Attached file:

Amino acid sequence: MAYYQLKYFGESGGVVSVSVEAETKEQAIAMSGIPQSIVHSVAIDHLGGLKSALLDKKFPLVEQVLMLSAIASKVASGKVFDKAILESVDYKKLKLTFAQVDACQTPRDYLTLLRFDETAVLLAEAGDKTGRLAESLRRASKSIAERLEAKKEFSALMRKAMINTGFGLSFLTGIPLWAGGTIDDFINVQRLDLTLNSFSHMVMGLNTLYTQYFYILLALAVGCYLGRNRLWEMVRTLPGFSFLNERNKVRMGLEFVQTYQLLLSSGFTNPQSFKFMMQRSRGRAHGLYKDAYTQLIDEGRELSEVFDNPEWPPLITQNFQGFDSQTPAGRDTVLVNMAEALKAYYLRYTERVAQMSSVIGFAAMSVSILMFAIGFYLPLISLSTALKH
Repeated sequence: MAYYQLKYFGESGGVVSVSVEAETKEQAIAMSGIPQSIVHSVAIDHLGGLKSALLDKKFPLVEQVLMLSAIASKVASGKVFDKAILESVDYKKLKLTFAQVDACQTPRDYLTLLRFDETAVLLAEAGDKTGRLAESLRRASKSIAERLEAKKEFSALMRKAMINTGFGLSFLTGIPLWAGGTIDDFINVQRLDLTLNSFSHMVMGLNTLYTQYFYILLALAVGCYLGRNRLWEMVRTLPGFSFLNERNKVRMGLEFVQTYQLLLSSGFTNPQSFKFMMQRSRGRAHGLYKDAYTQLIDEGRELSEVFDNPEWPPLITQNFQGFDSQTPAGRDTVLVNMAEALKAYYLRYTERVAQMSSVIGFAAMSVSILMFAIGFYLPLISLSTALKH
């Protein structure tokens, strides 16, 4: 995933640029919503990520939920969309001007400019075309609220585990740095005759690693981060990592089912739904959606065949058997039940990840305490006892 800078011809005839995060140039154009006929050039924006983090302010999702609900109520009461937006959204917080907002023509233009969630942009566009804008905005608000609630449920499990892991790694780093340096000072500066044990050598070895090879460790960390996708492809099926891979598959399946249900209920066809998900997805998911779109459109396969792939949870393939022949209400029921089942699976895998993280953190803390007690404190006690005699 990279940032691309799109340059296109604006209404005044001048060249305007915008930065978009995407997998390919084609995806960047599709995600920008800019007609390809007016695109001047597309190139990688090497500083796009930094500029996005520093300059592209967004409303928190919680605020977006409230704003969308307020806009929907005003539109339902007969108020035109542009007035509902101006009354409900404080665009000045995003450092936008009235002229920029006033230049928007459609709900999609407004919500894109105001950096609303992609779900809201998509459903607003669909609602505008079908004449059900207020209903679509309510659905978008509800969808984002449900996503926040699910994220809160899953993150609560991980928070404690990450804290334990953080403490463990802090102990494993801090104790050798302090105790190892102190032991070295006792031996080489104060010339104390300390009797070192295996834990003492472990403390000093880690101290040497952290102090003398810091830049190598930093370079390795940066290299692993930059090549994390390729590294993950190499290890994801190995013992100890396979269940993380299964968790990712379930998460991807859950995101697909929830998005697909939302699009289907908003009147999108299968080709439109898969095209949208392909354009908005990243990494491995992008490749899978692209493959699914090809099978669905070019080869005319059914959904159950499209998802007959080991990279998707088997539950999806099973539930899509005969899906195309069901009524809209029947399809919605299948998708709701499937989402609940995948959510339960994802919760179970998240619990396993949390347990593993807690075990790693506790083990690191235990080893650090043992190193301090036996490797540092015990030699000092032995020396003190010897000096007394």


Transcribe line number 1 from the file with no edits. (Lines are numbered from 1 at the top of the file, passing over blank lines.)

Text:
Amino acid sequence: MAYYQLKYFGESGGVVSVSVEAETKEQAIAMSGIPQSIVHSVAIDHLGGLKSALLDKKFPLVEQVLMLSAIASKVASGKVFDKAILESVDYKKLKLTFAQVDACQTPRDYLTLLRFDETAVLLAEAGDKTGRLAESLRRASKSIAERLEAKKEFSALMRKAMINTGFGLSFLTGIPLWAGGTIDDFINVQRLDLTLNSFSHMVMGLNTLYTQYFYILLALAVGCYLGRNRLWEMVRTLPGFSFLNERNKVRMGLEFVQTYQLLLSSGFTNPQSFKFMMQRSRGRAHGLYKDAYTQLIDEGRELSEVFDNPEWPPLITQNFQGFDSQTPAGRDTVLVNMAEALKAYYLRYTERVAQMSSVIGFAAMSVSILMFAIGFYLPLISLSTALKH